By Kent Phelps, Attorney
DURFEE & PHELPS, PLLC
The Florida Supreme Court just issued it’s long awaited ruling in the case of Olmstead vs. Federal Trade Commission. This decision is significant regardless what state you live in because the Florida Supreme Court is now the highest court to continue the trend of other courts across the country to allow creditors to penetrate a single member LLC (Limited Liability Company). There are many nuances to the case that fall outside the scope of this blog post. For example, the Court’s analysis of Florida’s charging order statute. But the central message from the Court is the same as other courts which have decided similarly: owners of single member LLC’s beware.
THE FIX – LLC’S WITH SOLID BUSINESS PURPOSES, PROTECTED 3RD PARTY PARTNERS, AND WELL-DRAFTED OPERATING AGREEMENTS
Gone are the days (if they ever existed) when we could simply form an LLC and treat it like a vault, doing nothing more than throwing our assets into it and expecting that they would be protected if we ever got sued. What have you got in your LLC? Your business? Real estate? Investment accounts? “Toys” such as airplanes, boats, and vehicles? What is the business purpose of your LLC? If all the LLC does is own your personal boat and nothing more, it probably does not have a legitimate business purpose given current court trends*. But if you rent your boat out, keep books, have a business plan, and file a company tax return, it probably does. Courts always want to see a legitimate business purpose for the LLC.(*However, if the LLC is a subsidiary of a larger company with diverse business activities, such as a limited partnership, and integrated into an advanced estate plan, a multi-member LLC will most likely hold up as the LLC can be justified with multiple business and estate planning objectives.)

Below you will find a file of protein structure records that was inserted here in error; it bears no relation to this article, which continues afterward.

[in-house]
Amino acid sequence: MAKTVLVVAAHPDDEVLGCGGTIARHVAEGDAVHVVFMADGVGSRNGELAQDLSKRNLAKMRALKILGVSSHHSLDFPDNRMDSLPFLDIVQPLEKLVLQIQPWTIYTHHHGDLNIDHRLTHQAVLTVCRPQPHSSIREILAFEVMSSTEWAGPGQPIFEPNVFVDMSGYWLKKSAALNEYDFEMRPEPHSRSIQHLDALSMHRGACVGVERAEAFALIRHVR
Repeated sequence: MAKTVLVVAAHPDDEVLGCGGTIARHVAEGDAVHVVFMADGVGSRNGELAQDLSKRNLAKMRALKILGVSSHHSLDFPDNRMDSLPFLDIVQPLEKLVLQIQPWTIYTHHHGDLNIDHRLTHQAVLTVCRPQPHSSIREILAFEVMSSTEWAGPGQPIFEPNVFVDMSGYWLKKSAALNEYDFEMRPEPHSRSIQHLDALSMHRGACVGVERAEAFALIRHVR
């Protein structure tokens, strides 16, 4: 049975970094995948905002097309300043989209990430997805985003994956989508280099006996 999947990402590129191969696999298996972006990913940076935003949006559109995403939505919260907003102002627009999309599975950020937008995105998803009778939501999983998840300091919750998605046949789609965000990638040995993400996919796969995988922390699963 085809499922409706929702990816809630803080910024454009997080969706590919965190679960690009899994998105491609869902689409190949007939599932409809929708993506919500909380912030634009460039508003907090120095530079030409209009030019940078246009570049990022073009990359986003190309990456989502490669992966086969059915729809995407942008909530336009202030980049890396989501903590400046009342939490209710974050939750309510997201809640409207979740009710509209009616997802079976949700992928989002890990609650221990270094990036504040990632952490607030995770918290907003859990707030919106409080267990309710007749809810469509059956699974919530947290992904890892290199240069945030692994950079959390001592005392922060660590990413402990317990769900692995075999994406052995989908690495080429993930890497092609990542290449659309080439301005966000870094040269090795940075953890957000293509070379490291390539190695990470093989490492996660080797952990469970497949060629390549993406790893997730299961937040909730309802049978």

Third Party Partners
The logistics of how a court makes available the assets of your LLC to the plaintiff who sues you can vary from case to case but one common approach is for the court to transfer your membership interest to the plaintiff. The plaintiff takes control of the company and liquidates assets to satisfy their judgment against you. The courts conclude that without any other partner interests to consider, there is no compelling reason not to transfer your LLC membership interest to the plaintiff.
So who should your partner be? Adding a spouse may be a slight improvement but, especially in a community property state, probably not sufficient given the overlapping property rights between you and your spouse. Adding your adult children, your friend, or Uncle Harry may improve your position but now you have exposed yourself to the potential headaches of having to deal with their creditors, divorces, and other life crisis events.
We recommend the members (partners) of your LLC not be you, your spouse, your children, or Uncle Harry. We recommend the majority owner be a limited partnership you ultimately control, thus making the LLC a subsidiary of another company. And that the other partner in the LLC be a special kind of trust – an Irrevocable Dynasty Trust – you establish for the benefit of your heirs. This trust is controlled not by you, but by a trustee you choose. The trust is recognized as an “arms length” partner under the law. The trust will also shield your company from the potential crisis events of the trustees and beneficiaries of the trust.
Solid Operating Agreement
An operating agreement is to an LLC what bylaws are to a corporation or a partnership agreement is to a partnership. A protected LLC will have an attorney-drafted operating agreement that reserves certain rights to the manager of the company, such as authority to make or not make distributions of profit. It will also include important restrictions on transfers of membership interest to prevent a court, or a trustee in bankruptcy, from transferring your membership interest; thus preventing the plaintiff who sues you from taking over your company.
The Florida Supreme Court’s decision confirms what we have known for years. Single Member “shell” LLC’s just don’t work. Employing the fixes outlined above will keep your LLC assets safe and secure. These fixes are not cheap. But if you have assets valuable enough to protect, you should make the necessary legal investment with a competent estate and business planning attorney, fortify your LLC, and protect your assets.
Kent Phelps, Attorney
DURFEE & PHELPS, PLLC